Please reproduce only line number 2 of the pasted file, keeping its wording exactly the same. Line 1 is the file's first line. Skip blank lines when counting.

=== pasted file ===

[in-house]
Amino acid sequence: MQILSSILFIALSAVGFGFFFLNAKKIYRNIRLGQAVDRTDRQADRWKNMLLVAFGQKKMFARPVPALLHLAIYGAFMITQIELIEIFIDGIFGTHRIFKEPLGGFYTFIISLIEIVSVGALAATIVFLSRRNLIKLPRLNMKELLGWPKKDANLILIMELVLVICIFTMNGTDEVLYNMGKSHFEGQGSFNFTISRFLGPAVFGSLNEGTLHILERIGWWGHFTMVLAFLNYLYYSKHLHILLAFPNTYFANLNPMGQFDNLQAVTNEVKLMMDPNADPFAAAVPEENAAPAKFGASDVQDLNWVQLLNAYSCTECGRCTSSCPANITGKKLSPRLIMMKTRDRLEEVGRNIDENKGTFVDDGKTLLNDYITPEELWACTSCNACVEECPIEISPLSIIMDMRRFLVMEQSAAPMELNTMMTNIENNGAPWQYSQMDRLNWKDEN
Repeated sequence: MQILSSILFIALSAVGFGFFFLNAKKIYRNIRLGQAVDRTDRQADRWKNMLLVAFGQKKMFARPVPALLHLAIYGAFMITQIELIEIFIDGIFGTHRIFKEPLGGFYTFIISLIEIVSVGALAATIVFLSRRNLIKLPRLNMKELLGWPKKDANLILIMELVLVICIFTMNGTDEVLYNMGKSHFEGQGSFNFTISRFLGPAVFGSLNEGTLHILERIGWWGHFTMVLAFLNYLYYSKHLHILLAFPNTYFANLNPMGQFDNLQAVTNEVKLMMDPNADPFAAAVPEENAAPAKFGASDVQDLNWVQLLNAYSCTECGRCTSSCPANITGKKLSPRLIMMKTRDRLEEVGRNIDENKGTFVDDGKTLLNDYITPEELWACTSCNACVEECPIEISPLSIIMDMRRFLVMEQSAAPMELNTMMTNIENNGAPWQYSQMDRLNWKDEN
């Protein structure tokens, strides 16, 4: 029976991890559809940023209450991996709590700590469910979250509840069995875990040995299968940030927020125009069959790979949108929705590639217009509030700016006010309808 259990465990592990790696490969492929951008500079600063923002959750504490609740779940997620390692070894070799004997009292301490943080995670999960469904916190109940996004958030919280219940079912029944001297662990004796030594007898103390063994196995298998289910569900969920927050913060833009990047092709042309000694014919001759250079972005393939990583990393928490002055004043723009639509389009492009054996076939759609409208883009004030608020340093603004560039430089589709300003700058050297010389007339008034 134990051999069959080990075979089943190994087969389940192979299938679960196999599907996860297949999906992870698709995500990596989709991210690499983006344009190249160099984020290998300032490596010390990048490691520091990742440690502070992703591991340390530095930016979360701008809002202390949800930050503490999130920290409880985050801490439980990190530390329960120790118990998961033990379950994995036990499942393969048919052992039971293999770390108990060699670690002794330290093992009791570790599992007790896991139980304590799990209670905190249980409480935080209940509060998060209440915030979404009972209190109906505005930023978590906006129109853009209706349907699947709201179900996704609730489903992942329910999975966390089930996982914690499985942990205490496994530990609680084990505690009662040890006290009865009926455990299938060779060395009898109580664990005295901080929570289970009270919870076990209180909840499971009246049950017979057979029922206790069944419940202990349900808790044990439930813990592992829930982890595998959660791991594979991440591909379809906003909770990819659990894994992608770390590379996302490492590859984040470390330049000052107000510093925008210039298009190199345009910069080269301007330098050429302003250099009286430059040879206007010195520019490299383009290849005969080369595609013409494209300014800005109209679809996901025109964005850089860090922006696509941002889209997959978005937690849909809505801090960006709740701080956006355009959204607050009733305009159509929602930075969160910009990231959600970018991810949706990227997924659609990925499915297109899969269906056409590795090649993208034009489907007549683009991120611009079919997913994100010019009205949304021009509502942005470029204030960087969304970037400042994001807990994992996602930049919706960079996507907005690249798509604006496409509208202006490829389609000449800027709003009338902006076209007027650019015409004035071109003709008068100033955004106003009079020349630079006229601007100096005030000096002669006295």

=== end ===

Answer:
Amino acid sequence: MQILSSILFIALSAVGFGFFFLNAKKIYRNIRLGQAVDRTDRQADRWKNMLLVAFGQKKMFARPVPALLHLAIYGAFMITQIELIEIFIDGIFGTHRIFKEPLGGFYTFIISLIEIVSVGALAATIVFLSRRNLIKLPRLNMKELLGWPKKDANLILIMELVLVICIFTMNGTDEVLYNMGKSHFEGQGSFNFTISRFLGPAVFGSLNEGTLHILERIGWWGHFTMVLAFLNYLYYSKHLHILLAFPNTYFANLNPMGQFDNLQAVTNEVKLMMDPNADPFAAAVPEENAAPAKFGASDVQDLNWVQLLNAYSCTECGRCTSSCPANITGKKLSPRLIMMKTRDRLEEVGRNIDENKGTFVDDGKTLLNDYITPEELWACTSCNACVEECPIEISPLSIIMDMRRFLVMEQSAAPMELNTMMTNIENNGAPWQYSQMDRLNWKDEN